OAKLAND — For the Cape Elizabeth football team, the spread offense isn’t just a formation. It’s a philosophy.

“The word ‘spread’ is pretty key,” Capers coach Sean Green said. “We want to spread the ball out.”

With playmaking skill players like the Capers have, it’s no wonder. Cape Elizabeth’s offense was a picture of balance and depth Saturday night as the Capers rolled to an emphatic 52-7 victory over Gardiner at Messalonskee High School.

Five different players scored touchdowns, with Colin Campbell (13 carries, 104 yards) leading the way with three scores for the 2-0 Capers.

“I think we all knew we had this (performance) in our backseat, but tonight we really showed the state what we could do,” Campbell said. “Confidence-wise it doesn’t do much, because we already have that. We know what we’re capable of.”

Campbell did most of the damage, but he was far from the only player giving the Tigers fits. Quarterback Caden McDuffie ran 10 times for 77 yards and a touchdown, and also completed six passes to four different receivers for 80 yards and two touchdowns. James Rickman ran four times for 79 yards and two scores. Nick Laughlin had three catches for 44 yards and a touchdown, and Luke Mello caught a 12-yard touchdown pass.

“It’s fantastic. The best thing about being a quarterback,” McDuffie said. “It’s an endless cycle of ‘You can’t stop us.'”

“We want to utilize the whole field,” Green said. “We feel like we have guys who have come along and improved in the offseason, and earned the right to carry the football. … We’ve got guys that we feel confident in, and we’ll give them the ball the best we can.”

Cape Elizabeth receiver Nick Laughlin (2) drags Gardiner defensive back Cody Dingwell toward the end zone during high school football action Saturday at Messalonskee High School in Oakland. Michael G. Seamans/Morning Sentinel

The Capers’ well-oiled attack impressed Gardiner coach Pat Munzing, whose team fell to 1-2.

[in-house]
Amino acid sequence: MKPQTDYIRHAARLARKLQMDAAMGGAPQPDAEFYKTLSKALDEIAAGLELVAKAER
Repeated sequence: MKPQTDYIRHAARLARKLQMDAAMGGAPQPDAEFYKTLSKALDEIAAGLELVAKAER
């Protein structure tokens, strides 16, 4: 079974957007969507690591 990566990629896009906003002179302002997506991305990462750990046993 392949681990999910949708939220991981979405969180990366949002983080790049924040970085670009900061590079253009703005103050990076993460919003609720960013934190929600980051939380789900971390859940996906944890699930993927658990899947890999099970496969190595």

“Looking through and watching them play, I think they’re where we want to be,” he said. “From each aspect of what we’ve seen on film to where they came out on the field is kind of like where we were talking about where we want to be. … We just couldn’t match (their tempo). It was so much more than what we tried to match.”

The Capers punted on their first possession, but scored on the next five. Campbell ran in for a 10-yard score, McDuffie rolled out and found Laughlin for a 36-yard touchdown, and Campbell (4 yards) and Rickman (29) ran for scores before McDuffie found Mello to make it 32-0.

In the second half, McDuffie kept it for a 10-yard scoring run, Campbell ran in from 13 yards out for his third touchdown and Rickman ran 14 yards for his second to make it 52-0.

“After this hour-and-a-half bus ride, it was really impressive what our boys did,” McDuffie said. “Our linemen were hitting, our wide receivers were blocking, our running backs were hitting the holes great, it just opened everything up for me, personally. We were able to do whatever we wanted all night.”

Impressive as the Cape offense was, the defense was just as formidable. The Capers allowed 36 yards on 28 carries, and Laughlin, Ceroi Mello and Caden Lee recorded interceptions.

“We’ve got 11 guys doing their job individually,” Green said. “That’s what we preach. … We’re running to the football, and at the end of the day, that’s all you can ask.”

Gardiner found the end zone on the last play from scrimmage when Hunter Burgess found Acadian Parker for an 84-yard touchdown. Starting quarterback Wyatt Chadwick completed six of 15 passes for 37 yards.

“There are some things that we did pretty well, and I think that we just kind of focus on that,” Munzing said. “Say ‘Hey look, we can do this stuff, we can do that.’ A lot of times what you find, when you go back and watch film, is that it’s not as big of a problem. It’s typically a small thing. They did a great job of exploiting what we were doing wrong.”

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